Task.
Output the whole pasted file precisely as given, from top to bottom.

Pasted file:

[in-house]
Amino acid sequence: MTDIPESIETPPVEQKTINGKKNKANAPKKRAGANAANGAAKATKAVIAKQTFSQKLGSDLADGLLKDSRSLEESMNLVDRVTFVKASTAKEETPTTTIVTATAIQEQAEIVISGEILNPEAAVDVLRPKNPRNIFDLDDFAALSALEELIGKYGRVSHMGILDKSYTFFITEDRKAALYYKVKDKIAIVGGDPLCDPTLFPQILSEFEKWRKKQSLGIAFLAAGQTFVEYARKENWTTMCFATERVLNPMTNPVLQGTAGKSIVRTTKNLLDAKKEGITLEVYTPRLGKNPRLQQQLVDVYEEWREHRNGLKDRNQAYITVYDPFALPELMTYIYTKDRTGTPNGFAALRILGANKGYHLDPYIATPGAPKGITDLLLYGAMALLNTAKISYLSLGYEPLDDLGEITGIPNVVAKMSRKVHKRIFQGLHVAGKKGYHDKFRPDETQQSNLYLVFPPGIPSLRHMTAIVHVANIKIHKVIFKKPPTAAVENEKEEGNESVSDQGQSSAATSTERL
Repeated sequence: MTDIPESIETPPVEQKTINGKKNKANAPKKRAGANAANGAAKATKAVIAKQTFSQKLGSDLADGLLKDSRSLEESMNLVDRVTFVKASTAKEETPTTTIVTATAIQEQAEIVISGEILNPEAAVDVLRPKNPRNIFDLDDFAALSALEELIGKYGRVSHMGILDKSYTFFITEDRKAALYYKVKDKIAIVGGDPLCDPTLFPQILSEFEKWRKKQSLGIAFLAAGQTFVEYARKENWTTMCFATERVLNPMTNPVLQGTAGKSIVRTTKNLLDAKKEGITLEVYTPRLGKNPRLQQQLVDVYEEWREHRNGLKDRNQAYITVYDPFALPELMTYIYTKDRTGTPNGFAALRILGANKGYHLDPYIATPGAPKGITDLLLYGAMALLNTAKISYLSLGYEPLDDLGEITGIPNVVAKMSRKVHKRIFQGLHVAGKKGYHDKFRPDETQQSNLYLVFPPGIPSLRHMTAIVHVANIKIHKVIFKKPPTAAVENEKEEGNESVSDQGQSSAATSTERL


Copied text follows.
[in-house]
Amino acid sequence: MTDIPESIETPPVEQKTINGKKNKANAPKKRAGANAANGAAKATKAVIAKQTFSQKLGSDLADGLLKDSRSLEESMNLVDRVTFVKASTAKEETPTTTIVTATAIQEQAEIVISGEILNPEAAVDVLRPKNPRNIFDLDDFAALSALEELIGKYGRVSHMGILDKSYTFFITEDRKAALYYKVKDKIAIVGGDPLCDPTLFPQILSEFEKWRKKQSLGIAFLAAGQTFVEYARKENWTTMCFATERVLNPMTNPVLQGTAGKSIVRTTKNLLDAKKEGITLEVYTPRLGKNPRLQQQLVDVYEEWREHRNGLKDRNQAYITVYDPFALPELMTYIYTKDRTGTPNGFAALRILGANKGYHLDPYIATPGAPKGITDLLLYGAMALLNTAKISYLSLGYEPLDDLGEITGIPNVVAKMSRKVHKRIFQGLHVAGKKGYHDKFRPDETQQSNLYLVFPPGIPSLRHMTAIVHVANIKIHKVIFKKPPTAAVENEKEEGNESVSDQGQSSAATSTERL
Repeated sequence: MTDIPESIETPPVEQKTINGKKNKANAPKKRAGANAANGAAKATKAVIAKQTFSQKLGSDLADGLLKDSRSLEESMNLVDRVTFVKASTAKEETPTTTIVTATAIQEQAEIVISGEILNPEAAVDVLRPKNPRNIFDLDDFAALSALEELIGKYGRVSHMGILDKSYTFFITEDRKAALYYKVKDKIAIVGGDPLCDPTLFPQILSEFEKWRKKQSLGIAFLAAGQTFVEYARKENWTTMCFATERVLNPMTNPVLQGTAGKSIVRTTKNLLDAKKEGITLEVYTPRLGKNPRLQQQLVDVYEEWREHRNGLKDRNQAYITVYDPFALPELMTYIYTKDRTGTPNGFAALRILGANKGYHLDPYIATPGAPKGITDLLLYGAMALLNTAKISYLSLGYEPLDDLGEITGIPNVVAKMSRKVHKRIFQGLHVAGKKGYHDKFRPDETQQSNLYLVFPPGIPSLRHMTAIVHVANIKIHKVIFKKPPTAAVENEKEEGNESVSDQGQSSAATSTERL